Petitionary prayer : proof or trust

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Leanne Van Dyk


In an essay on prayer, Kathleen Norris points out that Scripture's best advice on prayer is from Psalm 46: "Be still, and know that I am God!" Yet, it is hard to be content with this biblical guideline. We want to know if prayer  "works," if it is "effective." Norris adds that our prayers stumble over a peculiarly American disposition, "a remarkably ingenuous belief in our ability to set goals and attain them as quickly as possible" (Amazing Grace, 61).

This resilient American attitude is seen beyond Christian settings. Norris reports a New Age group who advertises its creed with similar assumptions. ·Somewhat inelegantly it states: "I can create my own reality and that sending out a positive expectation will bring a positive result." In this respect, the nineteenth-century British study on hospital patients reported by Myers, the various twentieth-century studies on cardiac care patients, and the creed of New Age devotees share a common disposition- the desire to prove and measure the effectiveness of prayer (or positive thinking), and the assumption that such proof is appropriate and possible.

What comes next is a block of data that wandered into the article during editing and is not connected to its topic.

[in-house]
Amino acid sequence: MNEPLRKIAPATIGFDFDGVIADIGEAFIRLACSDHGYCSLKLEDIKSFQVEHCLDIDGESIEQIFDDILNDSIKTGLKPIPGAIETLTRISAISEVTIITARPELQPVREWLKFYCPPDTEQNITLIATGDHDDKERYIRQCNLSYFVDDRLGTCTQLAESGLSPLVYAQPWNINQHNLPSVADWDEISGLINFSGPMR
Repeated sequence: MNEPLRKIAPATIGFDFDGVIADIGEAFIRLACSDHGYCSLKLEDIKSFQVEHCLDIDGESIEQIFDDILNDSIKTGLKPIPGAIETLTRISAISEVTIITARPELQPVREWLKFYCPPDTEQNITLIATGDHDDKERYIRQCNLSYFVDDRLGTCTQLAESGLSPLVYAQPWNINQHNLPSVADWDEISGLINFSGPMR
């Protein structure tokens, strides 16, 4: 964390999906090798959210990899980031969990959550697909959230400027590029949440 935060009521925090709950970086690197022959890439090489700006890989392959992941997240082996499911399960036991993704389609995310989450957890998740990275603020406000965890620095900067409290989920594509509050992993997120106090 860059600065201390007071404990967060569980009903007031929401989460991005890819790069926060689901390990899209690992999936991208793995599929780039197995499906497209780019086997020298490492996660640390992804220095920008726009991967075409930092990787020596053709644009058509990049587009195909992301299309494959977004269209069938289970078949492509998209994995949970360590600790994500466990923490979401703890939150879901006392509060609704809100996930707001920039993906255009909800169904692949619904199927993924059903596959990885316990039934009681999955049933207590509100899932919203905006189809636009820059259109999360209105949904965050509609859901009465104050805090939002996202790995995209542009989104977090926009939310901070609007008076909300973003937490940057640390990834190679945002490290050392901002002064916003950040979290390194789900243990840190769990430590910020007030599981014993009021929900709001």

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How to Cite
Van Dyk, L. (1999). Petitionary prayer : proof or trust. Reformed Review, 53(2). Retrieved from